Jefferson Insurance Company v. Fischer

Annotate this Case

166 So. 2d 129 (1964)

JEFFERSON INSURANCE COMPANY, an Arkansas Corporation, Petitioner, v. Irving M. FISCHER, Respondent.

No. 33055.

Supreme Court of Florida.

May 20, 1964.

Rehearing Denied July 7, 1964.

Copeland, Therrel, Baisden & Peterson and Meek Robinette, Miami Beach, for petitioner.

Fuller & Brumer and Kenneth L. Ryskamp, Miami, for respondent.

CALDWELL, Justice.

This cause is before us on petition for writ of certiorari alleging conflict between the decision of the District Court of Appeal, Third District,[1] and Haenal v. United States Fidelity and Guaranty Company[2] and Travelers' Insurance Company v. Peake.[3]

William J. Van Horn, then in military service, applied to appellant insurance company for public liability and property damage automobile insurance. By the application *130 he agreed that the policy applied for should cover the insured vehicle only while being driven by the insured or his spouse. The page of the policy entitled "Declarations" contains this language.

"Limitations of Coverage "In consideration of the premium it is understood that this policy does not apply unless named insured is actually at wheel of automobile operated outside a military reservation."

The last page of the policy under the heading "Special Notice" contains the following:

"1. It is hereby understood and agreed that while the automobile is within confines of a military post, camp, or base: Insuring Agreement III, "Definition of Insured: the word `Insured' is amended to include the named insured, spouse, or any person driving the automobile with permission of the named insured. "2. This policy does not apply unless named insured or additional named insured are actually at wheel of automobile outside a military reservation. * * *"

Ronald E. Kennedy was the sole occupant and driver of the Van Horn automobile, outside the military reservation, when appellee Fischer was injured in an accident. Fischer sought damages but the appellant insurer denied liability on the theory that the insured, Van Horn, was not operating the vehicle at the time of the accident. The Chancellor held the company had no responsibility arising out of the accident in which Fischer was injured.

The District Court of Appeal, Third District, reversing the Chancellor's decree held:

"* * * that by placing the limitation on coverage in the `Declarations' section and on the policy cover without reference to the `Insuring Agreements' and without inclusion of the drastic limitation in the section plainly labelled `Exclusions', the insurance company has created an ambiguity in the policy as a whole. * * *"[4]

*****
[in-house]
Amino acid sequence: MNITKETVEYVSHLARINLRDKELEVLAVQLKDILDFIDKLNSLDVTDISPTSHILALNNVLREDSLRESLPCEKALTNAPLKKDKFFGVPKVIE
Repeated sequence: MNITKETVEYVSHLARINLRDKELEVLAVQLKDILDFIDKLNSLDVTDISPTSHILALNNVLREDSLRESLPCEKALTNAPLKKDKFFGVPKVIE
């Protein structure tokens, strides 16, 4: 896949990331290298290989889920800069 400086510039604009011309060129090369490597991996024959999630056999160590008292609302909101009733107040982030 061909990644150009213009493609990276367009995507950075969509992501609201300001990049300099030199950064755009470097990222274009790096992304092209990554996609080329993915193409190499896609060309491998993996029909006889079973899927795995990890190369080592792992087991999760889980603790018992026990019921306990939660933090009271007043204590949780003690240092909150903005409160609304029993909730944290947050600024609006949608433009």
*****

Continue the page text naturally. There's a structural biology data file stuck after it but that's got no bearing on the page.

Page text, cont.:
The District Court, referring to the principle that "in the case of conflicting clauses in an insurance policy, the clause which affords the insured the most protection will prevail" said: "We cannot but feel that the placement within the policy of the provisions severely limiting coverage creates such a conflict."[5]

The insurer and the insured enjoyed the right to contract such coverage as was mutually agreeable. The insured did not complain and has not asserted that he was misled, that the contract was ambiguous or that he was in any wise confused by the statements said to be in conflict. The insured did not join in the appeal.

The basic principles of law enunciated in the Haenal case, supra, and the Peake case, supra, conflict with the decision here under review, notwithstanding the District Court's findings that the contract was misleading, ambiguous and conflicting.

We cannot agree the policy was either misleading, ambiguous or contained conflicting provisions. The limitation complained of was lucidly specified in the application and in two clauses of the policy and was understood by the insured. The intent of the parties was clear and the insured was afforded the protection he applied and paid for.

Here, as in the Haenal case, supra, the court "* * * cannot under the guise of construction make a new contract for the parties * * *."[6]

The decision of the District Court of Appeal, Third District, is quashed and the *131 cause is remanded for further proceedings not inconsistent with the views expressed herein.

DREW, C.J., ROBERTS and O'CONNELL, JJ., and CARROLL, District Court Judge, concur.

THOMAS and HOBSON (Ret.), JJ., dissent.


[1] 156 So. 2d 777 (Fla.App.3rd 1963).

[2] 88 So. 2d 888 (Fla. 1956).

[3] 82 Fla. 128, 89 So. 418 (1921).

[4] 156 So. 2d 777, 779 (Fla.App.3rd 1963).

[5] Ibid.

[6] 88 So. 2d 888, 890 (Fla. 1956).

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